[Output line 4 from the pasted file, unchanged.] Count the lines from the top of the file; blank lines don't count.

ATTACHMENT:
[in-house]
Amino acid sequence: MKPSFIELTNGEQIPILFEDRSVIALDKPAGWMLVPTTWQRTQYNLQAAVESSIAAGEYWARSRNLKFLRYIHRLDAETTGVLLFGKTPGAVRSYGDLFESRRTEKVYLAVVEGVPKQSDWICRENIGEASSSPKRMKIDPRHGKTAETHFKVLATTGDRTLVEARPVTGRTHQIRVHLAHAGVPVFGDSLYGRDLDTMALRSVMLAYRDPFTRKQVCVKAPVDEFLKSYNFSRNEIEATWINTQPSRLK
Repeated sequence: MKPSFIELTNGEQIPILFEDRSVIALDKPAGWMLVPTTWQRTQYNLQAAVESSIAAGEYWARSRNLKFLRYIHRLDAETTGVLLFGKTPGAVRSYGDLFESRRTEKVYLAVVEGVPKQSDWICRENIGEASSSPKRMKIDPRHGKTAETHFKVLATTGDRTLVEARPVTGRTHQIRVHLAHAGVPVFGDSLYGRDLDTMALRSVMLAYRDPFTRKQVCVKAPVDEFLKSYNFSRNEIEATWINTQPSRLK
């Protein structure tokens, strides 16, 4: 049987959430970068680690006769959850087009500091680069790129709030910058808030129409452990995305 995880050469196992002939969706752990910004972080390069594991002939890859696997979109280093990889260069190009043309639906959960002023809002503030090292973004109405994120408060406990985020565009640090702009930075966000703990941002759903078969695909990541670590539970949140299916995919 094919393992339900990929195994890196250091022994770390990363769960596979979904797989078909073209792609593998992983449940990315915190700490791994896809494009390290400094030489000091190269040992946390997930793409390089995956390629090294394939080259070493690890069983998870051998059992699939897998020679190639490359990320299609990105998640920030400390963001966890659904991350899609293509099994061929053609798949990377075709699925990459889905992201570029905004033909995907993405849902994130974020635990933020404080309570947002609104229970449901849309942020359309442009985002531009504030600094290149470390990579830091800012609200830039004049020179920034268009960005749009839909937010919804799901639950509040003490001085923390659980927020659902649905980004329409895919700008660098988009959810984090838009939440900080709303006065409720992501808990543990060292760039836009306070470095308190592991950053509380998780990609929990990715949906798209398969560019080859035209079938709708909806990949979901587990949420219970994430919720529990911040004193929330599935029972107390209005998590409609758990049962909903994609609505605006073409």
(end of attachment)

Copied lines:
């Protein structure tokens, strides 16, 4: 049987959430970068680690006769959850087009500091680069790129709030910058808030129409452990995305 995880050469196992002939969706752990910004972080390069594991002939890859696997979109280093990889260069190009043309639906959960002023809002503030090292973004109405994120408060406990985020565009640090702009930075966000703990941002759903078969695909990541670590539970949140299916995919 094919393992339900990929195994890196250091022994770390990363769960596979979904797989078909073209792609593998992983449940990315915190700490791994896809494009390290400094030489000091190269040992946390997930793409390089995956390629090294394939080259070493690890069983998870051998059992699939897998020679190639490359990320299609990105998640920030400390963001966890659904991350899609293509099994061929053609798949990377075709699925990459889905992201570029905004033909995907993405849902994130974020635990933020404080309570947002609104229970449901849309942020359309442009985002531009504030600094290149470390990579830091800012609200830039004049020179920034268009960005749009839909937010919804799901639950509040003490001085923390659980927020659902649905980004329409895919700008660098988009959810984090838009939440900080709303006065409720992501808990543990060292760039836009306070470095308190592991950053509380998780990609929990990715949906798209398969560019080859035209079938709708909806990949979901587990949420219970994430919720529990911040004193929330599935029972107390209005998590409609758990049962909903994609609505605006073409």